I have managed to downsize my test equipment considerably. I had a lot of 70' and 80's test equipment taking up a huge amount of space and getting less and less reliable, so I bought a handheld digital oscilloscope/signal generator/multimeter, all in one. A cheap and versatile piece of kit which does more that my old equipment put together. Above all it is battery powered, so I can take my whole electronics lab to my equipment if I need to.

regards,

Funksammler

Last edited by Funksammler; 01-01-2018 at 07:22 AM.
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Old 01-01-2018, 09:53 AM   #4
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Quote:
Originally Posted by Funksammler View Post
Not a lot more to see on my workbench....
Funksammler, i'm more interested in your desk itself. German radios are quite heavy so the desk must be able to support them. And not only the radio itself, also the test equipment, tools, spare parts, schematics, light, proper power supply etc. And then you must have enough room to operate there too... Also lot of repairs are not 10 minute job so you must be able to leave all this sometimes for weeks - not a ad-hoc setup in the corner.

From the pictures i can't figure out your desk - is it just some old sturdy desk, something improvised or something special?
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Old 01-01-2018, 11:57 AM   #5
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Ah I see.... Well, I use my father's work desk, which was his father's before that and probably goes back a bit further (I had some guests over the new year so I tidied up a bit, some other random projects are already starting to fill the desk again):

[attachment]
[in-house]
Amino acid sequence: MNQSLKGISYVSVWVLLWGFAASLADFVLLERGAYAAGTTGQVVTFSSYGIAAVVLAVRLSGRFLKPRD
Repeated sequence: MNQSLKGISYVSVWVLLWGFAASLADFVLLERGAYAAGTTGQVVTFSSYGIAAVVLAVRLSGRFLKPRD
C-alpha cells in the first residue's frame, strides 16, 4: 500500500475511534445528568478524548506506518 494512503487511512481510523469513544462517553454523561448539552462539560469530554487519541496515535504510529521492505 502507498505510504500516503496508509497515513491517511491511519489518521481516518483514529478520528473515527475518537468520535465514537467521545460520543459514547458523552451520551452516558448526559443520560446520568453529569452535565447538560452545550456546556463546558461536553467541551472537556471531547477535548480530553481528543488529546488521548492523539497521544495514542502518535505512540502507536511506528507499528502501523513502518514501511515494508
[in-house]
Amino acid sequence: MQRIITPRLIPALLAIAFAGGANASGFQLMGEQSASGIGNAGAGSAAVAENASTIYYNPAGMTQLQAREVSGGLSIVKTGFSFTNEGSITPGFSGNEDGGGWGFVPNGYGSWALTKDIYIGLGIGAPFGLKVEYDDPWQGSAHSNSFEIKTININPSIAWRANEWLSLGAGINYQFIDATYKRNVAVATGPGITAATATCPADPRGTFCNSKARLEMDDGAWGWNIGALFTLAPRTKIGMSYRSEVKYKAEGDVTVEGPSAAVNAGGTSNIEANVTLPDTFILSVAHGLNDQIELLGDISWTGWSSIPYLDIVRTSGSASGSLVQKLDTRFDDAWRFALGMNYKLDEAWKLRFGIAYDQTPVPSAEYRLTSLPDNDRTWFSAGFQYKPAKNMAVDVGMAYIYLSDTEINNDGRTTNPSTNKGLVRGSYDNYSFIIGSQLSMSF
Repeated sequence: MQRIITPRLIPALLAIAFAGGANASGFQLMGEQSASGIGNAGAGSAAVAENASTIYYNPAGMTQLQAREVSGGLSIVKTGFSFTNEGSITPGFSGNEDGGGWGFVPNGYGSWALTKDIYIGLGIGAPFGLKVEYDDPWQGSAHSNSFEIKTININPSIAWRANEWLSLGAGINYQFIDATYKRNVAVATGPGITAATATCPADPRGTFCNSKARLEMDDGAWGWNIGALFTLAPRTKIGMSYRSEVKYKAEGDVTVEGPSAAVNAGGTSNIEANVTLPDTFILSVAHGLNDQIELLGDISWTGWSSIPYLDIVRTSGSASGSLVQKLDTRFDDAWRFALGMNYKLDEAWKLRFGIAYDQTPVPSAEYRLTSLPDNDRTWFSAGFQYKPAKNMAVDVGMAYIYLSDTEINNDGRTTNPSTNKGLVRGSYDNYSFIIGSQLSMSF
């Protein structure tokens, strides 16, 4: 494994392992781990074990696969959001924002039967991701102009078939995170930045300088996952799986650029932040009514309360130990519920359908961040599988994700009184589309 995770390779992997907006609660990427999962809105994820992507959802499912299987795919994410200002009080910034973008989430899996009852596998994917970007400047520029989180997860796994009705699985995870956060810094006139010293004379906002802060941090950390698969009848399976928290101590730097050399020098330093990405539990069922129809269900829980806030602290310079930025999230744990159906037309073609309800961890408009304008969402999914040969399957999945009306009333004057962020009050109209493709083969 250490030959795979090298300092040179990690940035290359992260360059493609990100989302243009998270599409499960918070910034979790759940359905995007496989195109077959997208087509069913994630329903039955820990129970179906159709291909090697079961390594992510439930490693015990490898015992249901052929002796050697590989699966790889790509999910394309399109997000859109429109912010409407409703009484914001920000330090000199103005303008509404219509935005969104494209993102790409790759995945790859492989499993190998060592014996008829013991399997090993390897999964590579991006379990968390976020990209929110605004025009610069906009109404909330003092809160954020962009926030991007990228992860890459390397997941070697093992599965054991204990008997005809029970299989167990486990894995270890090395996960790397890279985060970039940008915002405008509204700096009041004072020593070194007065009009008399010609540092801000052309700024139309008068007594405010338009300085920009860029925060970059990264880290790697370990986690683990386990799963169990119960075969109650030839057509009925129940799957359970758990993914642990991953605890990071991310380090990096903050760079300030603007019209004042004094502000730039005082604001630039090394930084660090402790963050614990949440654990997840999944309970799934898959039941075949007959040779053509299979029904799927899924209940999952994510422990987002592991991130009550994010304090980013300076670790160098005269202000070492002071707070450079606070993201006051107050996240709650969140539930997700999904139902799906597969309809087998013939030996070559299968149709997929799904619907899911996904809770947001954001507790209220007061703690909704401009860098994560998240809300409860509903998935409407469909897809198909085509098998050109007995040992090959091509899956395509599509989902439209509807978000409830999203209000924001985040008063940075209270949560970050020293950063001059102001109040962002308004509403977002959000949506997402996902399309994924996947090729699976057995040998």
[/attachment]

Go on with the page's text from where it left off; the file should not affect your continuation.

It is a nice old fashioned pure wooden desk with lots of drawers to store tools and other bits and bobs! I also use the original wooden chair with it, much more comfortable than any modern desk seat I have had the displeasure to sit upon....

The desk top is covered in a layer linoleum, which is an ideal work surface as far as I am concerned. It is relatively soft, so it does not damage the equipment or paintwork but even heavy equipment can easily be slid and handled over the surface If it gets too worn over the decades you just replace the linoleum and you have a brand new work area (I remember my father changing it in the late 1970's, I recon it still has a decade on it....).

Apart from lots of screwdrivers you need lots of electric sockets, so I fitted plenty of earthed and non-earthed sockets so I can plug in all sorts of old equipment using their original plugs.

Last but no least you need a hard wearing floor covering. During the work there are always lots of bits of debris ending up on the floor, if you do (de-)soldering plenty of drops of solder end up everywhere, so don't use a nylon carpet (as was the original floor covering in my hobby room, so I have now covered it up with hard wearing rugs).

Those are my tips for setting up a Wehrmacht Radio restoration studio!

regards,

Funksammler